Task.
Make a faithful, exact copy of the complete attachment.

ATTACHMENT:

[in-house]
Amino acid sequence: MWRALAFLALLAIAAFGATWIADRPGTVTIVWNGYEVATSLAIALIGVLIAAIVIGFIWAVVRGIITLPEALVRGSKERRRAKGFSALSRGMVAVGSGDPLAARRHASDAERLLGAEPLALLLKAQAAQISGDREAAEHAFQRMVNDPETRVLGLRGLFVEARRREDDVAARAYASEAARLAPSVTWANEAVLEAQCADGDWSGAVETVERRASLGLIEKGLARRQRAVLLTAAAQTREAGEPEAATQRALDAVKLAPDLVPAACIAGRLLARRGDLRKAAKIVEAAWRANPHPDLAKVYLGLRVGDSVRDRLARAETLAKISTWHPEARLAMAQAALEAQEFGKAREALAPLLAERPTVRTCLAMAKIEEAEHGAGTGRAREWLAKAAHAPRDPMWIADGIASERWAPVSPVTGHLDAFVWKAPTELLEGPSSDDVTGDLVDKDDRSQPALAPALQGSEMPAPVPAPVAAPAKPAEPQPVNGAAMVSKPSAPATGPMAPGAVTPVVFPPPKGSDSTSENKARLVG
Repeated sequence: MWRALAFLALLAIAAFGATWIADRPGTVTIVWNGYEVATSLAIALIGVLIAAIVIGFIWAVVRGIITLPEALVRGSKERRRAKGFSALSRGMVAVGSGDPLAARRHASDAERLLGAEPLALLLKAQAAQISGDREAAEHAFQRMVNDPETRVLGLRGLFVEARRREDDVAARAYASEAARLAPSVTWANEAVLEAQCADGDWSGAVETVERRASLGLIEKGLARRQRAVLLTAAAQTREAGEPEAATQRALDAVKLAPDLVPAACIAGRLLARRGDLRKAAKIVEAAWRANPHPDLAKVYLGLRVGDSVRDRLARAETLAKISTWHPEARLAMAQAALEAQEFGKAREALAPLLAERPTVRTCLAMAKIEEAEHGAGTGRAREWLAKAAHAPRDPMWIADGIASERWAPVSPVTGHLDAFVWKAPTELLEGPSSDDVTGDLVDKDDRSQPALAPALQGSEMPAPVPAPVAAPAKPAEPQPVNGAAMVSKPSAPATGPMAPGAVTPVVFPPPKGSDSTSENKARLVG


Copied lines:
[in-house]
Amino acid sequence: MWRALAFLALLAIAAFGATWIADRPGTVTIVWNGYEVATSLAIALIGVLIAAIVIGFIWAVVRGIITLPEALVRGSKERRRAKGFSALSRGMVAVGSGDPLAARRHASDAERLLGAEPLALLLKAQAAQISGDREAAEHAFQRMVNDPETRVLGLRGLFVEARRREDDVAARAYASEAARLAPSVTWANEAVLEAQCADGDWSGAVETVERRASLGLIEKGLARRQRAVLLTAAAQTREAGEPEAATQRALDAVKLAPDLVPAACIAGRLLARRGDLRKAAKIVEAAWRANPHPDLAKVYLGLRVGDSVRDRLARAETLAKISTWHPEARLAMAQAALEAQEFGKAREALAPLLAERPTVRTCLAMAKIEEAEHGAGTGRAREWLAKAAHAPRDPMWIADGIASERWAPVSPVTGHLDAFVWKAPTELLEGPSSDDVTGDLVDKDDRSQPALAPALQGSEMPAPVPAPVAAPAKPAEPQPVNGAAMVSKPSAPATGPMAPGAVTPVVFPPPKGSDSTSENKARLVG
Repeated sequence: MWRALAFLALLAIAAFGATWIADRPGTVTIVWNGYEVATSLAIALIGVLIAAIVIGFIWAVVRGIITLPEALVRGSKERRRAKGFSALSRGMVAVGSGDPLAARRHASDAERLLGAEPLALLLKAQAAQISGDREAAEHAFQRMVNDPETRVLGLRGLFVEARRREDDVAARAYASEAARLAPSVTWANEAVLEAQCADGDWSGAVETVERRASLGLIEKGLARRQRAVLLTAAAQTREAGEPEAATQRALDAVKLAPDLVPAACIAGRLLARRGDLRKAAKIVEAAWRANPHPDLAKVYLGLRVGDSVRDRLARAETLAKISTWHPEARLAMAQAALEAQEFGKAREALAPLLAERPTVRTCLAMAKIEEAEHGAGTGRAREWLAKAAHAPRDPMWIADGIASERWAPVSPVTGHLDAFVWKAPTELLEGPSSDDVTGDLVDKDDRSQPALAPALQGSEMPAPVPAPVAAPAKPAEPQPVNGAAMVSKPSAPATGPMAPGAVTPVVFPPPKGSDSTSENKARLVG